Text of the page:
MINUTIAE AND SOURCE CONTROL
A couple of weeks ago in our virtual study group - a key component of the fellowshipexam.com course - we had a great question.
What is the best (or definitive way) to reduce a pulled elbow?
As a question, it highlights two very important issues when studying for the fellowship exam.
When you’re studying for the fellowship exam in particular:
"If you lined up 10 FACEMs and asked them....they'd each give slightly different answers."
Firstly to answer the question about the pulled elbow itself from the perspective of a practicing FACEM: I have absolutely no idea! Personally I have both extended/supinated and flexed/pronated pulled elbows. I can tell you I find that for each method that 60% of the time it works every time.
Feel free to quote me on that, and use the same statistic for reduction of dislocated shoulders!
To make a comments about the nature of the question itself:
I suspect if you lined up 10 FACEMs and asked them how to reduce a pulled elbow they would each give slightly different answers. It’s not a subject that is readily prone to research in terms of a superior treatment, and so I doubt there will every be definitive literature on the subject. (Which is not to say there shouldn’t be!)
So candidates need to be careful.
DON'T OVERDO THE MINUTIAE.
I would be prepared to guarantee that there will not be an SAQ asking you to describe the evidence behind different reduction methods of a pulled elbow. At most, it is likely to be 1 MCQ, and thus represents a minuscule proportion of the total exam marks. There are lots of subjects where the minutiae is important (resus, controversial treatments such as stroke lysis) so be careful of exhausting yourself reading endlessly on subjects where there is:
One of the problems facing people preparing for the fellowship exam is that emergency medicine covers so many topics that it is very easy to be immersed in each of them. Unfortunately that way madness lies!
You will never know as much about orthopaedics as an orthopaedic surgeon, or cardiology as a cardiologist. It’s important to learn to identify the really important topics and study them hard (stuff marked “expert” in the curriculum is a good place to start) and make sure you don’t get stranded in the minutiae that’s less important.
BE CAREFUL OF SOURCE CONFLICTS.
Particularly where a subject is unlikely to have definitive answers, it’s easy to get confused by multiple sources, especially by hospital based clinical guidelines. The source of the confusion about a pulled elbow was one such hospital guideline.
As an example of source conflict on the subject:
Cameron Paediatric Emergency Medicine says:
“these children should be held firmly by a parent while the forearm is firmly and fully supinated in extension. It is helpful for the doctor to cradle the elbow in the outer hand with the thumb over the radial head while their inner arm rotates….If the procedure is not successful hyper-pronation should be attempted with the same setup. This combination of techniques should elicit success in >90% of children”.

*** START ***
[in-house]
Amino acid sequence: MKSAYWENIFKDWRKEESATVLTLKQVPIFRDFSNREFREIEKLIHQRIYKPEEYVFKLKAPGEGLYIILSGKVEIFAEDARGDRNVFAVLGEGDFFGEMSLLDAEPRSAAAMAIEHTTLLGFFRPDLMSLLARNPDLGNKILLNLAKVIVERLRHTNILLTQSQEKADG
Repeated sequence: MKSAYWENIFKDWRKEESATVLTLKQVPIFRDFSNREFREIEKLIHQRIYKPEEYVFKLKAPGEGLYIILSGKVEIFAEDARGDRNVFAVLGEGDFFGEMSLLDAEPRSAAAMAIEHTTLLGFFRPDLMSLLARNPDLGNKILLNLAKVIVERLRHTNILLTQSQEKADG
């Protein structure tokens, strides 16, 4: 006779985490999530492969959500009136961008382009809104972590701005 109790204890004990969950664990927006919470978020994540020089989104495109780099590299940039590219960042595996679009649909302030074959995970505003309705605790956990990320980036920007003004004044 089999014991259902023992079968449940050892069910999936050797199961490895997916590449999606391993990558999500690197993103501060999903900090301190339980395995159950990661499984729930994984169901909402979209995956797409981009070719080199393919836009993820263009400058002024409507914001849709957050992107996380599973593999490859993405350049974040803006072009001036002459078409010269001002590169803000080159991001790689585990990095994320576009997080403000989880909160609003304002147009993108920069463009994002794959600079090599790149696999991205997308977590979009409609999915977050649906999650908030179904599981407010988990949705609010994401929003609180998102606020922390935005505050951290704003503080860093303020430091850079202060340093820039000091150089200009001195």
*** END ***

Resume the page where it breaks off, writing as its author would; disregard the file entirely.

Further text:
Up to Date, on the other hand says:
"Supination/flexion and hyperpronation are two techniques for reduction of [pulled]. Both techniques are effective. Supination/flexion is the method that has been used most commonly. However, meta-analysis of four randomized trials found that successful reduction was more likely with hyperpronation (RR 0.45, 95% CI 0.28-0.73) although the quality of the evidence was felt to be low. Based on this analysis, nine children would require treatment by the hyperpronation method rather than supination/flexion to avoid one failed reduction on first attempt.
Hyperpronation method — In the hyperpronation method, the examiner supports the child's arm at the elbow and places moderate pressure with a finger on the radial head. The examiner grips the child's distal forearm with the other hand and hyperpronates the forearm….
Supination/flexion method — In the supination/flexion method, the examiner supports the child's arm at the elbow and exerts moderate pressure on the radial head with one finger. With the other hand, the examiner holds the child's distal forearm, and then pulls with gentle traction. While maintaining traction, the examiner fully supinates the child's forearm and then fully flexes the elbow in one smooth motion."
Again, this comes back to the issue of a lack of a definitive answer.
When sources are conflicting for a “low yield” issue we suggest our candidates go with what’s written in the textbook that the most examiners contribute to (ie Cameron) and not worry too much more about it. We're not saying don’t be curious, or advocating disinterest in learning.
Just make sure you keep your powder dry for the important stuff.
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The fellowship faculty
We work as emergency physicians, and teach, blog and write at resus.com.au